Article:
Visionary’s interface

However, the documentation explains in a very clear way all the engine’s features, and I found some of them very interesting, like the pre-coded verbs, a location intended to store items when they’re not being used, and a lighting system, which comes with standard lit and unlit lamps as items and a space where you can set up how long a torch will take to go out. You will not find any tutorials online, but you can still download the engine on its website, so if you want to test it for yourself, I don’t see why you shouldn’t.

Some helpful links

So this was my personal selection of very good game engines for IF beginner devs. Now, you just need to choose the one that suits your needs best and start developing! If you want to dive deeper into the IF community, some other good places to visit are The Interactive Fiction Database, The Interactive Fiction Archive, SPAG (Society for the Promotion of Adventure Games), Brass Lanternand Interactive Fiction Review Conspiracy. Some of those websites haven’t been updated for a long time, but they preserved a lot of IF material and history for those interested.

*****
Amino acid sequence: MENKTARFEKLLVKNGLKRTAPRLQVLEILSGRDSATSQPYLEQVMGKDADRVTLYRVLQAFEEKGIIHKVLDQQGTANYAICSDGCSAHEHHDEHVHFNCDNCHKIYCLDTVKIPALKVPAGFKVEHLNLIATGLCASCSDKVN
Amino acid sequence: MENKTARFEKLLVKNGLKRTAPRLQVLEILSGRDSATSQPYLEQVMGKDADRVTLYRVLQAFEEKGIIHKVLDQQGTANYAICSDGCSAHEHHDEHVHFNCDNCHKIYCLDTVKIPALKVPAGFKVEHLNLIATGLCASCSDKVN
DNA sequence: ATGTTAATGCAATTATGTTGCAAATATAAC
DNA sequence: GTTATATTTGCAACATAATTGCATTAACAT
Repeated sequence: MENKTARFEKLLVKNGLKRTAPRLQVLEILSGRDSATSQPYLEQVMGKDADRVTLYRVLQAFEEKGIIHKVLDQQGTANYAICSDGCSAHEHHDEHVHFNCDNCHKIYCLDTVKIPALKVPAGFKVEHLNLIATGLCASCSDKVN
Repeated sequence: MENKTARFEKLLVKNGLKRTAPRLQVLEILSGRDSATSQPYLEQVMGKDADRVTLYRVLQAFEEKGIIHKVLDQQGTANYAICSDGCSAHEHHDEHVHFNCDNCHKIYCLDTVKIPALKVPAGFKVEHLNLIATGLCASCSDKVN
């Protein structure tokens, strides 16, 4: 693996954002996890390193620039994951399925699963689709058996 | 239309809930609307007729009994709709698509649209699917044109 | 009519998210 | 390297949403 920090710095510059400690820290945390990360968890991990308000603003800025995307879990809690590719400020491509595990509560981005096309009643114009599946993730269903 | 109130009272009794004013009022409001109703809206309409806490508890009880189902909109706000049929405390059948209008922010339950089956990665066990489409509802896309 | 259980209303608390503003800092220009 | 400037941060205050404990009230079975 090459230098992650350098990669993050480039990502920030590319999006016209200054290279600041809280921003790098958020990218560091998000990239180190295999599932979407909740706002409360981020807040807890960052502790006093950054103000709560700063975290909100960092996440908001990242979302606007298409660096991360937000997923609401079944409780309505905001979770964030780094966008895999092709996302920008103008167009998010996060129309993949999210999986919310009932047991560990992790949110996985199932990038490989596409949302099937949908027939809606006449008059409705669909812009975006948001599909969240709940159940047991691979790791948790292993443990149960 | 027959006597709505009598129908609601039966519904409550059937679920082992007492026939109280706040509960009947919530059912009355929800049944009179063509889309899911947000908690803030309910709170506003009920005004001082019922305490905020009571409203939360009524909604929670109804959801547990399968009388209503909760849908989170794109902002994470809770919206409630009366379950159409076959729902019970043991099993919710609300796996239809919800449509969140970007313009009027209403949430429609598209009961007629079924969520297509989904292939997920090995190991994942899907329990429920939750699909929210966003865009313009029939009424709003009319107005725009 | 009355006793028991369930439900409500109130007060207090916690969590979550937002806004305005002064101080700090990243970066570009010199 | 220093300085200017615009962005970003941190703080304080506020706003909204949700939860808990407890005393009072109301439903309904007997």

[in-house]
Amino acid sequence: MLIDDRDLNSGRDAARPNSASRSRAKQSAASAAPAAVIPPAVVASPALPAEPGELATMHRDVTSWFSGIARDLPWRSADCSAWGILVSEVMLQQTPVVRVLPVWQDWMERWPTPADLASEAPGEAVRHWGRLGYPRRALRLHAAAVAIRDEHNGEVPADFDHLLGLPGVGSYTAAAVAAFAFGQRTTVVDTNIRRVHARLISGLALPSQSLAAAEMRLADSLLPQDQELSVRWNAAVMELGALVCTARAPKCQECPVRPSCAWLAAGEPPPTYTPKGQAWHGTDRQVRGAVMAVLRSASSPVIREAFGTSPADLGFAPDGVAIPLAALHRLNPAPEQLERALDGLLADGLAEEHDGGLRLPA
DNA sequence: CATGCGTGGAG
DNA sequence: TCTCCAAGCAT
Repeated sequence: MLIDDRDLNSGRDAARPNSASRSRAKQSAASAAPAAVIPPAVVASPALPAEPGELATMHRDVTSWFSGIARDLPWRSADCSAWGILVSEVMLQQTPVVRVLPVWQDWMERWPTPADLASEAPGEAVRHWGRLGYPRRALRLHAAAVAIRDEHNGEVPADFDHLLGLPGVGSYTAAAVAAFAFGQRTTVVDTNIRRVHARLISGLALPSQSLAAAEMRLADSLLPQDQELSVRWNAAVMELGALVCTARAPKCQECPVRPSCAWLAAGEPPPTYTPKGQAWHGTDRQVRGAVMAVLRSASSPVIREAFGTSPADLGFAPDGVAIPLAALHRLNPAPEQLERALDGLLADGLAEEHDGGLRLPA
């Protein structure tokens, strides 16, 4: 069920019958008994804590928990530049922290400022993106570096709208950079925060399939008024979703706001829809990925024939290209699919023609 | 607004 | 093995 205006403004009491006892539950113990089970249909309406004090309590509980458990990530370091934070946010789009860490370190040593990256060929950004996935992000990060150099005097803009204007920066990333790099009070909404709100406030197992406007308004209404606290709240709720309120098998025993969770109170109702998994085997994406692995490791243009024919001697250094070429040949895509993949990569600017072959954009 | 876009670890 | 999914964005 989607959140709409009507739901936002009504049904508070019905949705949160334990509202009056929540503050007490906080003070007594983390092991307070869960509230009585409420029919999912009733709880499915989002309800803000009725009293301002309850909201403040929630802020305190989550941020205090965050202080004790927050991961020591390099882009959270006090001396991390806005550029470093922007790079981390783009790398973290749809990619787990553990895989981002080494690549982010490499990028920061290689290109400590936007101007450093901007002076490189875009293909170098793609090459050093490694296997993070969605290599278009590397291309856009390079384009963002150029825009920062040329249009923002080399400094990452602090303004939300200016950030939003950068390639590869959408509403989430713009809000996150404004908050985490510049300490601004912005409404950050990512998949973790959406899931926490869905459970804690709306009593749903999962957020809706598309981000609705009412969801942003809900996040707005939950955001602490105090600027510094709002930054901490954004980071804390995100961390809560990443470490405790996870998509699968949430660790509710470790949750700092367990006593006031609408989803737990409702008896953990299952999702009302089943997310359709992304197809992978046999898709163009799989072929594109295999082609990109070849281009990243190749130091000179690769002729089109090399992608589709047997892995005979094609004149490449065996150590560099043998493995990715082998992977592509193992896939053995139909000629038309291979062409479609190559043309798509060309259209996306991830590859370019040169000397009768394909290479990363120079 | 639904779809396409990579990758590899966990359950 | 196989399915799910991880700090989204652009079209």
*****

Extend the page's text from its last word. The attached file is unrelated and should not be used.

I hope this was useful to you, and until the next Text Adventure Talk!

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Borja Martin · May 28, 2020 at 10:15 pm

You should check Ink, from Inkle, a language specifically for choose your own adventure games. Is very simple, easy to learn and super effective.

    Mayara Albuquerque · July 10, 2020 at 9:14 am

    I’ll definitely look into it. Thank you!

keith · July 9, 2020 at 6:17 pm

Great article, will need to read it a few times to get all the info.